The informal economy consists of workers earning money tax-free, often as street vendors called "camelos" illegally selling everything from toothbrushes to pocket computers, as well as legitimate businesses that report lower sales figures to avoid taxes.

The informal economy has grown so large that it has become one of the chief barriers to development, according to a study made public in June by McKinsey & Company, an international consulting firm with offices in Sao Paulo. Per-capita income over the past 20 years has grown a nominal 0.5 percent even in boom times, though this doesn't include the "informal economy."

Thirty-three percent of the population lives on less than $2 per day, according to United Nations Development Program data this year, and about 45 percent are malnourished, according to May data in a study on malnutrition and household debt by the Brazilian Institute for Demographics.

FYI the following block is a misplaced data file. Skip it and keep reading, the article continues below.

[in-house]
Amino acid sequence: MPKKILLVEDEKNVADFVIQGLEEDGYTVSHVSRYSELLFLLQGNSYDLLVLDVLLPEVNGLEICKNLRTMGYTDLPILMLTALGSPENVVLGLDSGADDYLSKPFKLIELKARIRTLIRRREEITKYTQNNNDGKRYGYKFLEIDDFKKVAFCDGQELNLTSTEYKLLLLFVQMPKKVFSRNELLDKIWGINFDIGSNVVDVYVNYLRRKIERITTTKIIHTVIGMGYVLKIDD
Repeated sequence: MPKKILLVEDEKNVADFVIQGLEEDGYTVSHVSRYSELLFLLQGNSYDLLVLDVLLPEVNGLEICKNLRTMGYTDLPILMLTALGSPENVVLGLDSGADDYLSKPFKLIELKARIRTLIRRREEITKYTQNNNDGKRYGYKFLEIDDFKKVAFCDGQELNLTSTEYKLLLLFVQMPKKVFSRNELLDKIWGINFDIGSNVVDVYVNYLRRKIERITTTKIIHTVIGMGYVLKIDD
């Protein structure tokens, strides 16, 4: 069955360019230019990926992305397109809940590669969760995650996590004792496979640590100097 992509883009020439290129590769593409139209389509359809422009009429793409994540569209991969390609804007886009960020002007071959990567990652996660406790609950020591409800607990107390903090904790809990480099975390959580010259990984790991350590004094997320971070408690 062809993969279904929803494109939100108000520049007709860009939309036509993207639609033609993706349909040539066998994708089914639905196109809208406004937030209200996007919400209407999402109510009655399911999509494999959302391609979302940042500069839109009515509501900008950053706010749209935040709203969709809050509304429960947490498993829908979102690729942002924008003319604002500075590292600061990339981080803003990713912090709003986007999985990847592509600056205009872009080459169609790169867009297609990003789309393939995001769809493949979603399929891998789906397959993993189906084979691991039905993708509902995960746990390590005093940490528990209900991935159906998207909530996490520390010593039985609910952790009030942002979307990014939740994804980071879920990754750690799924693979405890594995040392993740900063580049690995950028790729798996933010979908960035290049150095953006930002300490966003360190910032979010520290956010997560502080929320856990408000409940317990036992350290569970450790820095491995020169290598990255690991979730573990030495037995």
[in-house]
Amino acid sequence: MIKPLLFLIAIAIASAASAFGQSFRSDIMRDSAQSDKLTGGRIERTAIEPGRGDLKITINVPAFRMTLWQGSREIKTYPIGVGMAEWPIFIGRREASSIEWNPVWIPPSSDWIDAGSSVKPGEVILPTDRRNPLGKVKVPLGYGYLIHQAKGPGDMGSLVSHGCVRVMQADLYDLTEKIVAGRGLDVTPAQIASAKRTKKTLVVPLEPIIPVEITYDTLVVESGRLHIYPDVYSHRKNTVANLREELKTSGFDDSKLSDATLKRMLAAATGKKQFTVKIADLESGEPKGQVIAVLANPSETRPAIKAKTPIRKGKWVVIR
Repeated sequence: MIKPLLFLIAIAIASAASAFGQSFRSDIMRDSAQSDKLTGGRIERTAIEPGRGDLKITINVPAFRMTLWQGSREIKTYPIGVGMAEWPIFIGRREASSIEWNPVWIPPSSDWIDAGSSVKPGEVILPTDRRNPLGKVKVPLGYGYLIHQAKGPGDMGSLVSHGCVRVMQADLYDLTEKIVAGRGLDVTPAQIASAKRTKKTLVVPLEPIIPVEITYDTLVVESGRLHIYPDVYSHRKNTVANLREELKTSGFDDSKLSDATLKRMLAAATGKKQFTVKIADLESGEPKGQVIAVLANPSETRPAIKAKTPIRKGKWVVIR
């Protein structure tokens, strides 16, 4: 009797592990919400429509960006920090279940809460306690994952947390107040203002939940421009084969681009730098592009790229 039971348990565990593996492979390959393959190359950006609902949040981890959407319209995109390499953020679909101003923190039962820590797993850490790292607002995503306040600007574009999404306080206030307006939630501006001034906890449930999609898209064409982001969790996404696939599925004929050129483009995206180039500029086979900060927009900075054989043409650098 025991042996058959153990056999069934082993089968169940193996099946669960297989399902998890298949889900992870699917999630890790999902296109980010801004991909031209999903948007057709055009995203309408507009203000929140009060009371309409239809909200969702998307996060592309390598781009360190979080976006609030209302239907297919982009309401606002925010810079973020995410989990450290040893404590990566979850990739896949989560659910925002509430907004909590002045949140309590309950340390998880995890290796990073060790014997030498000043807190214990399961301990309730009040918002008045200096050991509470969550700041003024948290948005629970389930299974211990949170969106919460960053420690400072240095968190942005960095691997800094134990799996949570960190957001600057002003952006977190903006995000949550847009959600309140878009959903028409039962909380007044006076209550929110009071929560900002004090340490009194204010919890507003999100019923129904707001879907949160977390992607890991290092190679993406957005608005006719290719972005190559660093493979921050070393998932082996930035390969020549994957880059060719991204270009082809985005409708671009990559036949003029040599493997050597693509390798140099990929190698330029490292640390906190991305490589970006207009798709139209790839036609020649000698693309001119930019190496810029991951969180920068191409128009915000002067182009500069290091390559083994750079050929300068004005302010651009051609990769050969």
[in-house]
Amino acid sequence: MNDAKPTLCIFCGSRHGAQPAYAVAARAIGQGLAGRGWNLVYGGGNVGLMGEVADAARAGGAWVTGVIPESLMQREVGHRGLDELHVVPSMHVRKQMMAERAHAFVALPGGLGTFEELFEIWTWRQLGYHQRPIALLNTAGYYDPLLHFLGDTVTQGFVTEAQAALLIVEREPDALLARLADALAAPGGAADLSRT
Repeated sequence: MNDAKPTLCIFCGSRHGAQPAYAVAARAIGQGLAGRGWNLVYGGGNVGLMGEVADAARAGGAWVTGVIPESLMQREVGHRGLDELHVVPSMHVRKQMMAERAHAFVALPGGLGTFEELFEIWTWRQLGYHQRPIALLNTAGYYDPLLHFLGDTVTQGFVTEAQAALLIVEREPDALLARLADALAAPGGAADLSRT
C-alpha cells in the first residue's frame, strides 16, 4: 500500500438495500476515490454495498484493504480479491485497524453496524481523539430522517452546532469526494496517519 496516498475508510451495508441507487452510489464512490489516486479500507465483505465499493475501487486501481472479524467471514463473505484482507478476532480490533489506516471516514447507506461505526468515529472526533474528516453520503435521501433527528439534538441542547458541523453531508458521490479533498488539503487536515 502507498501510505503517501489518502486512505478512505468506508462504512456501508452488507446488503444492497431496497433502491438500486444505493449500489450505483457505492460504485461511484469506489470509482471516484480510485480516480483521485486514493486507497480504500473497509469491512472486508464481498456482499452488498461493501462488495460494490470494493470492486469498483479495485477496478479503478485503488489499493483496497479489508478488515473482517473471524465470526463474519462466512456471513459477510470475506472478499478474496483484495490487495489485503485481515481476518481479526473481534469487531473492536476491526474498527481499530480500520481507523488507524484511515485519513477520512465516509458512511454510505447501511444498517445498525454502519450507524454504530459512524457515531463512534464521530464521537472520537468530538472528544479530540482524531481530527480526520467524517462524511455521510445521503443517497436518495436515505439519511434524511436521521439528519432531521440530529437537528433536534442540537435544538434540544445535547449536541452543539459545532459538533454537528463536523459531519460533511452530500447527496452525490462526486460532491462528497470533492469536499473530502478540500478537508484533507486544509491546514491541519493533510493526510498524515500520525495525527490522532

Companies working within the legal system produce twice as much as those operating informally, according to McKinsey. They are responsible for the best-paying jobs, and their employees have legal rights. Yet they are increasingly losing out to competitors that pay smaller, tax-free salaries.

"Informality is growing like a cancer," said Emerson Kapaz, president of the Brazilian Institute for Ethical Competition, set up by businesses trying to counter tax evasion and patent violations. Mr. Kapaz said the formal sector has come to accept the tax-evading practices of their competitors, hurting Brazil's legal economy and aiding corruption.

"It's not exactly the Boston Tea Party, but a large part of the population has no means to survive or to compete unless they work illegally," Mr. Kapaz said.

"What are the consequences? Companies are up to their neck in taxes, facing unethical competition. If we do nothing, we are headed for a society where organized crime has more power than the state, and citizens are prisoners of a parallel economy that barely serves their needs. We are mobilizing to put an end to this."